Anyone who claimed to know all of the stories in the Metamorphoses should be viewed with suspicion, for it is a buzzing, swirling conglobulation seemingly calculated to confound even the most diligent student, and Ovid seems to delight to show off his learning. In this he was joined by other Roman poets, like Virgil and Propertius, though with Ovid the learning is worn lightly. But the point to stress is that so many of the stories are wonderful! Ovid gives us memorable versions of the stories of Apollo and Daphne, of Echo and Narcissus, of Pyramus and Thisbe, of Phaethon, of Orpheus and Eurydice, of Midas. Some of the tales are sweet, as in the hilarious story of how the cyclops Polyphemus fell in love with the girl Galatea, and some are gruesome, as in the horrific story of Procne and Philomela, which features [redacted]. Ovid’s virtuosity is flexible: grave or facetious or winsome, he can apparently do anything, and he doesn’t mind if we know it.


So the Metamorphoses is a brawl, a kind of circus, an anthology, a clamour. Does it have depth? Critical opinion has been divided on this question over the centuries.

Ovid’s talent was recognized by his contemporaries, and he was among the choice circle commissioned by Augustus to write an epic (ie. the Metamorphoses), but his reputation suffered as the Augustan age passed away. A century later Quintillian thought him lively but shallow; Seneca (the Elder) considered he had wasted his rhetorical talents in poetry. The early Christians generally viewed him warily, as being flashy and seductive but immoral and trivial, and this has been, if you want, one of the enduring poles of Ovidian reception: he was a trickster, a showman, an endlessly inventive and rhetorically gifted storyteller who nonetheless lacked profundity, a man without a chest, whose poems were mere clouds which a gust of strong Virgilian wind would disperse.  It was, as I’ve said, a common enough view in the ancient world, and it was the dominant view of Ovid from the Enlightenment to the twentieth century.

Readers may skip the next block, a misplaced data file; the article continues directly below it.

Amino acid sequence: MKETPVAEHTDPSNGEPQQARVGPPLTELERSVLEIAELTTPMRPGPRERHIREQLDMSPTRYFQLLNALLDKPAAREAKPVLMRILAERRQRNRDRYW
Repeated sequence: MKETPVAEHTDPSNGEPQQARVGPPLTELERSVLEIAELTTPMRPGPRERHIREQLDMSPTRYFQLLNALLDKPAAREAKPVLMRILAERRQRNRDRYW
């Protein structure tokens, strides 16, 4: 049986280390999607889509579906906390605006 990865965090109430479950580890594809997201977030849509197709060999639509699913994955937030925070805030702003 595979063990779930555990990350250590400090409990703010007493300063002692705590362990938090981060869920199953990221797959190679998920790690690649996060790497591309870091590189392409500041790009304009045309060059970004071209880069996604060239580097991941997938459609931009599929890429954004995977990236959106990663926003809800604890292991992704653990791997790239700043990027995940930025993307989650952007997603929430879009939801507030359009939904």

This judgment is not easily dismissed; there is something to it. If we stop to ask ourselves, “What did Ovid believe?”, or “What did Ovid love?”, we find answers hard to come by. For instance, in the early Books of the Metamorphoses Ovid tells us about the creation of the world: how there was a primordial chaos, and how divine powers shaped the world and then created man as the pinnacle. If there were ever a theme for sobriety and grandeur and confidence, this was it. But Ovid treats the whole affair quite casually, giving several different, contradictory versions of what might have happened, being quite nonspecific about exactly which god it was who did this great work, and then shrugging it off. And this basic orientation to his subject matter persists: Ovid may seem to be, here and there, in earnest, but then he pivots on a denarius and the mood is gone. He is like a curator of a museum who sets his artifacts in place, but then disappears, scrupulously avoiding any effort to tell us how to interpret what we see. For many readers down the ages this diffidence on Ovid’s part has been taken as evidence of superficiality.